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Despite stalled growth in China, Brazil and Russia, a wave of newly middle-class travelers from the BRICs and beyond will start visiting international destinations in the coming decades — dwarfing the numbers we’ve seen thus far.
Fears that Brazil will not be able to handle the onslaught of tourists is driving a number of new initiatives including the open skies agreement and a group to monitor hotel price gouging.
Embratur’s Flavio Dino acknowledged Brazil’s domestic carriers may not have the capacity to meet demand during the monthlong competition and said companies that currently operate international flights to and from Brazil could be invited to take up the slack.
“We have the view that it is important to ensure more flights,” Dino said. “We are replanning our air network. We may open the market to companies that just deal internationally.”
With eight months to go before the tournament, soaring ticket prices have stirred popular outrage, highlighting a legacy of barriers to foreign airlines. Of the more than 100 nations that signed an open skies agreement with the United States, Brazil is one of a handful that have not put it into practice.
The decision about opening domestic routes would come after a World Cup draw in Bahia on December 6, Dino said. Only then will authorities know which teams are playing in which cities in order to predict the movement of fans.
Although the government has opened several major airports to private investment in an attempt to relieve bottlenecks before the World Cup, progress has been slow. Brazil’s expanding middle class also means the number of air travelers has grown by about 10 percent per year since the middle of the last decade, according to Brazil’s civil aviation authority Anac.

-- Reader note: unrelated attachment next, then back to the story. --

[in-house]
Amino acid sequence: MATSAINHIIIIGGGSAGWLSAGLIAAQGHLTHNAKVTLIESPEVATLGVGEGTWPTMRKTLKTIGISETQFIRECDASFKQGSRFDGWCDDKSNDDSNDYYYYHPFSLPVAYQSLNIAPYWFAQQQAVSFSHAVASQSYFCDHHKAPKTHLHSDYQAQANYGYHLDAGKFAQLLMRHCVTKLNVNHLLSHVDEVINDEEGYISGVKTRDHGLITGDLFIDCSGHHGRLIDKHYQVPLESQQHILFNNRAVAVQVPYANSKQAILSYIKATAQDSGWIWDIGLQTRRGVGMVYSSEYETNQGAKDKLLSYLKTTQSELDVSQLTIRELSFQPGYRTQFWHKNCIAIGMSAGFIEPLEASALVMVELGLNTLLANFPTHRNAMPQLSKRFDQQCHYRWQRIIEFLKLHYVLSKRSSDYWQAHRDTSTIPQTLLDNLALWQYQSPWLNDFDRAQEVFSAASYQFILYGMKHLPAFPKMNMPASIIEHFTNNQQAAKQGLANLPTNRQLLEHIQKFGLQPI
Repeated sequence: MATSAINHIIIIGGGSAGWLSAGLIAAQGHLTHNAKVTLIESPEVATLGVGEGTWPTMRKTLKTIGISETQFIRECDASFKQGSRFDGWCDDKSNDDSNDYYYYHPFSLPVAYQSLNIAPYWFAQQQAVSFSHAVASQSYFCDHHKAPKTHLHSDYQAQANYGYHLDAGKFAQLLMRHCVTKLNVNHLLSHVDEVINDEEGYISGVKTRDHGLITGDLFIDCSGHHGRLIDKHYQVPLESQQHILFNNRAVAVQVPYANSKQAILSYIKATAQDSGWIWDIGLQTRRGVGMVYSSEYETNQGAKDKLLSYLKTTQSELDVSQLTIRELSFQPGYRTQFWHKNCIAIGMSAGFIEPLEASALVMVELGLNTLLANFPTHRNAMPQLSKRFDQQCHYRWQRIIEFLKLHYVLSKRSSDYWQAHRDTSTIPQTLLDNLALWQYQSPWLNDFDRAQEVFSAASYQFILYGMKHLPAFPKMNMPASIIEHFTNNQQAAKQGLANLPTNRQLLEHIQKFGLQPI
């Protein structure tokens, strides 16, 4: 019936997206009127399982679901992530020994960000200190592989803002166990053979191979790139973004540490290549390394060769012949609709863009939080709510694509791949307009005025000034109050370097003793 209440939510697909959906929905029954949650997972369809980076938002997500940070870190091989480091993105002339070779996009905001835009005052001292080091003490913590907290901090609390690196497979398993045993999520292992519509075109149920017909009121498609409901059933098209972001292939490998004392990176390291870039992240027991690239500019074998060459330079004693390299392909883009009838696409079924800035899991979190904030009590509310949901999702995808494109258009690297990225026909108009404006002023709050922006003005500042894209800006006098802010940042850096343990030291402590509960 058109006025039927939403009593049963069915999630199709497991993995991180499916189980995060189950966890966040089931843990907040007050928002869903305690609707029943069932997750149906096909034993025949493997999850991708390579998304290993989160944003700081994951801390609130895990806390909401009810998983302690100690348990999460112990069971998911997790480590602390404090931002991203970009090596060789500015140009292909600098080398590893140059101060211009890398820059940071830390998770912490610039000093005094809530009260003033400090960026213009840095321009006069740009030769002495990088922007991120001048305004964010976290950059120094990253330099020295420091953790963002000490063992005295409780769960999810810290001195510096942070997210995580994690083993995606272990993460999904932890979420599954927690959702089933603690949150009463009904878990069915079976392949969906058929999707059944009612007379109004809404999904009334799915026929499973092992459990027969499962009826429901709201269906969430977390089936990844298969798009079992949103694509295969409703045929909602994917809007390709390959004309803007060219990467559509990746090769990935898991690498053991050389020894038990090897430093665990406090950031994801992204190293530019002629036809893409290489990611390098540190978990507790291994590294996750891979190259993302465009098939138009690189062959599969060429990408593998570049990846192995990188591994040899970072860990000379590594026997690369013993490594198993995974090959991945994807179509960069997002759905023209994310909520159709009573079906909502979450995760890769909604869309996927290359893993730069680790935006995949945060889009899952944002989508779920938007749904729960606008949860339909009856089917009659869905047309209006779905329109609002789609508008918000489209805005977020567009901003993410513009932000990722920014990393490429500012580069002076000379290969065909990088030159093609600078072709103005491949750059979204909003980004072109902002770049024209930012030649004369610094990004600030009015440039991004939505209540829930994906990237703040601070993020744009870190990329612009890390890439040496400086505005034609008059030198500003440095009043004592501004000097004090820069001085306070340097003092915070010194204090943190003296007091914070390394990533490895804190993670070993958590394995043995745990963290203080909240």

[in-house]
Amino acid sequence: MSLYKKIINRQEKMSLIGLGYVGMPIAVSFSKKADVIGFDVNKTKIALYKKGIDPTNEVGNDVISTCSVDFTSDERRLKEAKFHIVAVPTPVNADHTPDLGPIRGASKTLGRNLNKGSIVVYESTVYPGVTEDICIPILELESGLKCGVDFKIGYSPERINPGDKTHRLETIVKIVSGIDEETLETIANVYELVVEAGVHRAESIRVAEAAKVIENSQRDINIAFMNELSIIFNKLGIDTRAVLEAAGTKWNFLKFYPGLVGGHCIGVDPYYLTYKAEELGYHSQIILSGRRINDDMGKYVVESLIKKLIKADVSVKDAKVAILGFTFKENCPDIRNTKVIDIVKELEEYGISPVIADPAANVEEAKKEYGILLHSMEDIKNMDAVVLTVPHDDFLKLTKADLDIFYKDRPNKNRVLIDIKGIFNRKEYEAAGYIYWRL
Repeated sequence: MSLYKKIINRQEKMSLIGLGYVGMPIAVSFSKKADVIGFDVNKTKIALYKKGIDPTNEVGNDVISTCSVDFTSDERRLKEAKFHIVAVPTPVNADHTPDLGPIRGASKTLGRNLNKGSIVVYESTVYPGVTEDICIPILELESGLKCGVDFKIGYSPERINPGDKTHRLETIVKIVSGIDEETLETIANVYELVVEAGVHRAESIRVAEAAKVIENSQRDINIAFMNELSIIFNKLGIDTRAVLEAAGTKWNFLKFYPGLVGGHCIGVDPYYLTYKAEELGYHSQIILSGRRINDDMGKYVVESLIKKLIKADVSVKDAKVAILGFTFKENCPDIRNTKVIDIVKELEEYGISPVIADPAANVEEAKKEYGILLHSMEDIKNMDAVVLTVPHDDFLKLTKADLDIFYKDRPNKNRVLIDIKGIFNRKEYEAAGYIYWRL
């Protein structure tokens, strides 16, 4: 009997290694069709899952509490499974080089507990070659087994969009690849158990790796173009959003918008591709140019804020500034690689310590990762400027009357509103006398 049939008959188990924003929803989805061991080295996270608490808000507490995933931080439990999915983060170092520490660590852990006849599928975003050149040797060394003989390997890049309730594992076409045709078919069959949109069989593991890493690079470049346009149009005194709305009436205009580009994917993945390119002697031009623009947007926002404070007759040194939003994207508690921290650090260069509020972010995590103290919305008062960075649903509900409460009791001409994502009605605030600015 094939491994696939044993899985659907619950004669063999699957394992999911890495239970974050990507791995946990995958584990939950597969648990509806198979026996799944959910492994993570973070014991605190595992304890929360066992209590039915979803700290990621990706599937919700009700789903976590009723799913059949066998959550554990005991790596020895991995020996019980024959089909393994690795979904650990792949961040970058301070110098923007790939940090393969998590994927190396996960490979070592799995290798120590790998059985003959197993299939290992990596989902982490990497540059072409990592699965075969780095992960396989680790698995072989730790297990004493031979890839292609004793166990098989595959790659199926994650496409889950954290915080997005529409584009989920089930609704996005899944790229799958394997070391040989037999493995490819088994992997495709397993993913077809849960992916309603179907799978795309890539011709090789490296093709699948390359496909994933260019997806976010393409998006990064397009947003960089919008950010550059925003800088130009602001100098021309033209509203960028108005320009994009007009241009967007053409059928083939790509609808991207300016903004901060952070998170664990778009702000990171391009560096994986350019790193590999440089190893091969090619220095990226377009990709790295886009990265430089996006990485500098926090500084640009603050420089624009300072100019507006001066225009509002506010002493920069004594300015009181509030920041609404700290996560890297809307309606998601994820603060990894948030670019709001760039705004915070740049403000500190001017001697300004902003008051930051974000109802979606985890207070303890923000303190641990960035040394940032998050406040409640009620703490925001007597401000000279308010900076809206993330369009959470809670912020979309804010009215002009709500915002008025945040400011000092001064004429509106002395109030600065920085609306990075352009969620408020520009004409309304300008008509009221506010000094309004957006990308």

Brazil’s two main airlines, Gol Linhas Aereas and Latam Airlines Group’s TAM, have also been laying off pilots and slashing routes to restore profitability, raising concerns they will be unprepared for the onslaught next year.
An estimated 600,000 foreigners and 3 million Brazilians will be traveling around the country during the World Cup next June and July.
Nine Hours Between Venues
Brazil is the world’s fifth largest country – bigger than all of Western Europe – and not all major provincial cities have direct flights to the main hubs of Rio de Janeiro and Sao Paulo. Flights between the Amazonian city of Manaus to the southern city of Porto Alegre, for example, often take nine hours or more with several layovers.
Both cities are among the 12 venues that will host matches during the tournament, the first World Cup in Brazil since 1950.
Dino said the government also wants to take action against airlines and hotels raising prices to abusive levels.
Local newspapers reported this month that some airlines were charging more than $1,000 for the 50-minute flight between Sao Paulo and Rio de Janeiro during the World Cup – more than some flights to New York.
An Embratur report said hotel prices in Rio de Janeiro, where the World Cup final will take place on July 13, would be more than twice that of Johannesburg, host of the last final.
The federal government set up a commission last week to monitor price gouging, but it is unclear just how much power it has to prevent private firms from charging what they want.
“It is not up to the government to set prices but we have legal mechanisms like the Brazilian competition law and consumer protection law that can be used to hinder prices abuses,” Dino said in a conference call with reporters.
Additional reporting by Brad Haynes. Editing by Leslie Gevirtz.
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